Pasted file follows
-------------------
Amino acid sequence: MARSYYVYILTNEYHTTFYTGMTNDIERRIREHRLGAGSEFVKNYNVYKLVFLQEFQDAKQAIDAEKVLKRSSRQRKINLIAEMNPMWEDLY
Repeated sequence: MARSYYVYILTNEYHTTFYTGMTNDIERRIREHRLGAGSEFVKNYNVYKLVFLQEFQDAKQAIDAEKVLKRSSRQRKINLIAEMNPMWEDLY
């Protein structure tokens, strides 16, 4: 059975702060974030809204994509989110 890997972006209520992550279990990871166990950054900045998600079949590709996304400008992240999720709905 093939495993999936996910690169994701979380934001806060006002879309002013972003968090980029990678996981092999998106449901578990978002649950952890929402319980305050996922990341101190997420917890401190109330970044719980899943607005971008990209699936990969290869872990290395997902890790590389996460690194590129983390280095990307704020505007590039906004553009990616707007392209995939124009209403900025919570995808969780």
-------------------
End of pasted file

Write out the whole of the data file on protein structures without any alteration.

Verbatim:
Amino acid sequence: MARSYYVYILTNEYHTTFYTGMTNDIERRIREHRLGAGSEFVKNYNVYKLVFLQEFQDAKQAIDAEKVLKRSSRQRKINLIAEMNPMWEDLY
Repeated sequence: MARSYYVYILTNEYHTTFYTGMTNDIERRIREHRLGAGSEFVKNYNVYKLVFLQEFQDAKQAIDAEKVLKRSSRQRKINLIAEMNPMWEDLY
């Protein structure tokens, strides 16, 4: 059975702060974030809204994509989110 890997972006209520992550279990990871166990950054900045998600079949590709996304400008992240999720709905 093939495993999936996910690169994701979380934001806060006002879309002013972003968090980029990678996981092999998106449901578990978002649950952890929402319980305050996922990341101190997420917890401190109330970044719980899943607005971008990209699936990969290869872990290395997902890790590389996460690194590129983390280095990307704020505007590039906004553009990616707007392209995939124009209403900025919570995808969780």